Oxford is surrounded by rivers and canals, so is the perfect place to grab a drink or something to eat while gazing out across the water. The most central is The Head of the River pub, which, as its name suggests, is located next to the Cherwell on Folly Bridge. Meanwhile at Cherwell Boat House in Bardwell Road, off Banbury Road, hire a boat to take punting on the river before or after tucking into the delicious food. If you’re not feeling that energetic, relax and enjoy the views while watching others make their way along the river.
The Perch Inn in Binsey is five minutes down a rutted lane off Botley Road but well worth making the effort. Its location on the banks of The Isis, as the River Thames is known where it flows through Oxford, is nothing short of gorgeous. This quaint 17th-century thatched pub’s home-cooked menu makes it a good choice at any time but it’s on sunny days that it really comes into its own. Thirsty students, hungry walkers, families and muddy dogs all pile into the huge garden to make the most of its shady trees and river views.
Oxford is surrounded by rivers and canals, so is the perfect place to grab a drink or something to eat while gazing out across the water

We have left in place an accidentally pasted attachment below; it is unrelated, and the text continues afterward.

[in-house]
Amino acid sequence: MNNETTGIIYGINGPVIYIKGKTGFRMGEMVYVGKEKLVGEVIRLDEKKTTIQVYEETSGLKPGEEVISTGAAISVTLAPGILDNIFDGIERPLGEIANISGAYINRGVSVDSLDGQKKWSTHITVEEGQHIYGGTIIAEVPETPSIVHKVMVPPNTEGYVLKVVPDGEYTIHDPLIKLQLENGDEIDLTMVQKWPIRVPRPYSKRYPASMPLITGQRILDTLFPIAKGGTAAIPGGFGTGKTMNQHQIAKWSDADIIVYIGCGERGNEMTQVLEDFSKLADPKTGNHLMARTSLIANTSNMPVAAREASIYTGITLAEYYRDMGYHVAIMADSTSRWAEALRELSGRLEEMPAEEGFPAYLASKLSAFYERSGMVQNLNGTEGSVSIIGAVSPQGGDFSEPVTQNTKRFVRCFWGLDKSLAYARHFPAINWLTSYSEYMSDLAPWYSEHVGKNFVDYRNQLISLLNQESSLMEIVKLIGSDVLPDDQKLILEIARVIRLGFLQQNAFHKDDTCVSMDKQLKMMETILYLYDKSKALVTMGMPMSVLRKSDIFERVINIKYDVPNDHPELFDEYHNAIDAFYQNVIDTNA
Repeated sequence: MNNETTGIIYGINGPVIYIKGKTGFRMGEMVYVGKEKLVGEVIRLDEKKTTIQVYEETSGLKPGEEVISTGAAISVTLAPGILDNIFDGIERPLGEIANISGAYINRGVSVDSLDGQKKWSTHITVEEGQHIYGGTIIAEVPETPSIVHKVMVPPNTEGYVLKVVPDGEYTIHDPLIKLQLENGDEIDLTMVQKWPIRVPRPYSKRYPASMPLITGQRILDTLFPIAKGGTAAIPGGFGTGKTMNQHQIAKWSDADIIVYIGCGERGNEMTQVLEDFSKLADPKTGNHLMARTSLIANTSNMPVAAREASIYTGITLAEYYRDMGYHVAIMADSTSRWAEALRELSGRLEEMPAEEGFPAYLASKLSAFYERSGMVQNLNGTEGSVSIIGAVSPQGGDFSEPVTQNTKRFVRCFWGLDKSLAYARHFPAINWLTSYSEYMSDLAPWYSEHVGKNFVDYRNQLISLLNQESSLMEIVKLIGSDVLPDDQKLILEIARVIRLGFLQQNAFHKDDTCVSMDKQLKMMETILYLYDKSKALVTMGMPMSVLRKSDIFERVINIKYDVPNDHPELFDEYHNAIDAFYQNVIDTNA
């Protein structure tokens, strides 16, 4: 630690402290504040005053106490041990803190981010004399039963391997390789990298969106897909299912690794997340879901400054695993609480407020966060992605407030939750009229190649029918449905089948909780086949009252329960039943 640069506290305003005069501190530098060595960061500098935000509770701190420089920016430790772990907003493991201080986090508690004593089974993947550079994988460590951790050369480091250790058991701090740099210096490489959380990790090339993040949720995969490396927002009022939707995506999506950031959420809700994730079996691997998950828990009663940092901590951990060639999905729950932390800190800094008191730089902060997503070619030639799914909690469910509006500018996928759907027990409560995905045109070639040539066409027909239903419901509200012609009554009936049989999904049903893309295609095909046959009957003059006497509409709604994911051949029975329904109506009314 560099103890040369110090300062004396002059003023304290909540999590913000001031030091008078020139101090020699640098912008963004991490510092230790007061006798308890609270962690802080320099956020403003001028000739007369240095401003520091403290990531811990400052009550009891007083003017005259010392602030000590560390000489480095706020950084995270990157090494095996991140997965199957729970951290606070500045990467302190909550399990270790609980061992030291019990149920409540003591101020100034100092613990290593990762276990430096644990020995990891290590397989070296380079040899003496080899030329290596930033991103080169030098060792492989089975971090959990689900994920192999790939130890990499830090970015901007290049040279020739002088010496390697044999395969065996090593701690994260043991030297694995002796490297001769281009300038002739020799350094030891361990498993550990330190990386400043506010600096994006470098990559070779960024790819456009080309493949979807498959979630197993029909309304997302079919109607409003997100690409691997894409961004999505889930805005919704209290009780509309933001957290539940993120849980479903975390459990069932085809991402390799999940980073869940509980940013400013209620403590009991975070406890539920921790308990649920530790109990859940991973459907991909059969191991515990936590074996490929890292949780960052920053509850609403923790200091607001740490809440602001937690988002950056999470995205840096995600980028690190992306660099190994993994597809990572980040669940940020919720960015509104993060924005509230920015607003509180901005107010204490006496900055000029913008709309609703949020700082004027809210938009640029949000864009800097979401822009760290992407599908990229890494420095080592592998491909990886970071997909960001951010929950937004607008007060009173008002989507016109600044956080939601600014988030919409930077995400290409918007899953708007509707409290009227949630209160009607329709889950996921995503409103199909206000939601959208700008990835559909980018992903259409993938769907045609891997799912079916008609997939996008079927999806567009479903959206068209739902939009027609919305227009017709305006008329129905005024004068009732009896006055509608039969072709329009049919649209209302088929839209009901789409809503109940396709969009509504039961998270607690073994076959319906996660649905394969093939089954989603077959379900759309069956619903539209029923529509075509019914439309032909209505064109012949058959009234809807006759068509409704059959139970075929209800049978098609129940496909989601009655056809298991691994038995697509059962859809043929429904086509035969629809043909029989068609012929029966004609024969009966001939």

Another wonderful waterside pub is The Punter on Osney Island, so-called because technically speaking there are rivers, streams or canals on every side of this stretch of land behind Botley Road, to the west of the City. It offers good value for money and a chance to watch boats making their way through Osney Lock. And if you are a steak lover, make sure you make time to visit the Porterhouse Steak Grill in Mill Street, just a stone’s throw from the main rail station. Not only do they have a huge selection of the finest, dry-aged and hand-butchered steaks but there are fine ales and some of the friendliest service in Oxford.
East Oxford is the most fashionable part of the city, with its mix of buzzy and slightly edgy bars and restaurants. Its reputation for being foodie heaven is mainly due to places such as the Magdalen Arms on the corner of Magdalen Road and Iffley Road and The Chester in Chester Street, just off Iffley Road – particularly praised for its steak. One of the best-kept local secrets is small bakery and cafe Silvie, tucked away down Iffley Road and offering scrumptious freshly-baked bread and cakes.
Try the Rusty Bicycle pub on Magdalen Road for gourmet burgers and hot dogs, pizzas and real ales and a notably great atmosphere. If you’re after something spicy, head for critically-acclaimed Chinese restaurants Zheng in Walton Street or Sojo in Hythe Bridge Street. For Thai, you won’t go far wrong with the Chiang Mai Kitchen, off the High Street, and if you have a hankering for a good curry beat a path to Chutneys in St Michael’s Street, which runs off Cornmarket.